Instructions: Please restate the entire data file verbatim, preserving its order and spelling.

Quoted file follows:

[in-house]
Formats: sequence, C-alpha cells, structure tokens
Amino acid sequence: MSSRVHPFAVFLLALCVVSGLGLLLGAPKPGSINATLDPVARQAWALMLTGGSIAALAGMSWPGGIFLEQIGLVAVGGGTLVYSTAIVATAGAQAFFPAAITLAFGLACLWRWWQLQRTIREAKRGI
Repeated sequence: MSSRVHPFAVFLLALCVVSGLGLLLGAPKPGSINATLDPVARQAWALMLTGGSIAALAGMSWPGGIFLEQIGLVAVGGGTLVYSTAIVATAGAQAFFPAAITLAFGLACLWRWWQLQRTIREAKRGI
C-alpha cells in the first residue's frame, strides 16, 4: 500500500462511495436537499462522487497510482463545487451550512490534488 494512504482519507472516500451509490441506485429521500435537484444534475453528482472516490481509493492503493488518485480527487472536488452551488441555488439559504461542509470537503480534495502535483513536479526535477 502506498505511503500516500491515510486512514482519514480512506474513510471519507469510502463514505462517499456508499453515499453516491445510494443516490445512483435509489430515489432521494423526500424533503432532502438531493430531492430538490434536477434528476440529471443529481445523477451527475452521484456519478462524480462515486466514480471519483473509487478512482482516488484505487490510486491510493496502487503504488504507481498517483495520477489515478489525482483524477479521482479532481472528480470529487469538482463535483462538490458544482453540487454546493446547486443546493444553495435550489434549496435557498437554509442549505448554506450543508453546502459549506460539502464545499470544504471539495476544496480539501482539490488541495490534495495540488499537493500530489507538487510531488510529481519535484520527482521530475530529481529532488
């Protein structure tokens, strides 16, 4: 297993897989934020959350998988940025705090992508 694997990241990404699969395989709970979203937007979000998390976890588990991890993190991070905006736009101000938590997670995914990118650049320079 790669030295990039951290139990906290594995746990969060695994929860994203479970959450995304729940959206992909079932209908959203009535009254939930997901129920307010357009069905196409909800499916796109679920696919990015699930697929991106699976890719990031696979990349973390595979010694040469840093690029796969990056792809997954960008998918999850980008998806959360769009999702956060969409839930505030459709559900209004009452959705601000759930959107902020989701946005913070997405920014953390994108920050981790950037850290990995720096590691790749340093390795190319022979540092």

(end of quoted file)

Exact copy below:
[in-house]
Formats: sequence, C-alpha cells, structure tokens
Amino acid sequence: MSSRVHPFAVFLLALCVVSGLGLLLGAPKPGSINATLDPVARQAWALMLTGGSIAALAGMSWPGGIFLEQIGLVAVGGGTLVYSTAIVATAGAQAFFPAAITLAFGLACLWRWWQLQRTIREAKRGI
Repeated sequence: MSSRVHPFAVFLLALCVVSGLGLLLGAPKPGSINATLDPVARQAWALMLTGGSIAALAGMSWPGGIFLEQIGLVAVGGGTLVYSTAIVATAGAQAFFPAAITLAFGLACLWRWWQLQRTIREAKRGI
C-alpha cells in the first residue's frame, strides 16, 4: 500500500462511495436537499462522487497510482463545487451550512490534488 494512504482519507472516500451509490441506485429521500435537484444534475453528482472516490481509493492503493488518485480527487472536488452551488441555488439559504461542509470537503480534495502535483513536479526535477 502506498505511503500516500491515510486512514482519514480512506474513510471519507469510502463514505462517499456508499453515499453516491445510494443516490445512483435509489430515489432521494423526500424533503432532502438531493430531492430538490434536477434528476440529471443529481445523477451527475452521484456519478462524480462515486466514480471519483473509487478512482482516488484505487490510486491510493496502487503504488504507481498517483495520477489515478489525482483524477479521482479532481472528480470529487469538482463535483462538490458544482453540487454546493446547486443546493444553495435550489434549496435557498437554509442549505448554506450543508453546502459549506460539502464545499470544504471539495476544496480539501482539490488541495490534495495540488499537493500530489507538487510531488510529481519535484520527482521530475530529481529532488
């Protein structure tokens, strides 16, 4: 297993897989934020959350998988940025705090992508 694997990241990404699969395989709970979203937007979000998390976890588990991890993190991070905006736009101000938590997670995914990118650049320079 790669030295990039951290139990906290594995746990969060695994929860994203479970959450995304729940959206992909079932209908959203009535009254939930997901129920307010357009069905196409909800499916796109679920696919990015699930697929991106699976890719990031696979990349973390595979010694040469840093690029796969990056792809997954960008998918999850980008998806959360769009999702956060969409839930505030459709559900209004009452959705601000759930959107902020989701946005913070997405920014953390994108920050981790950037850290990995720096590691790749340093390795190319022979540092």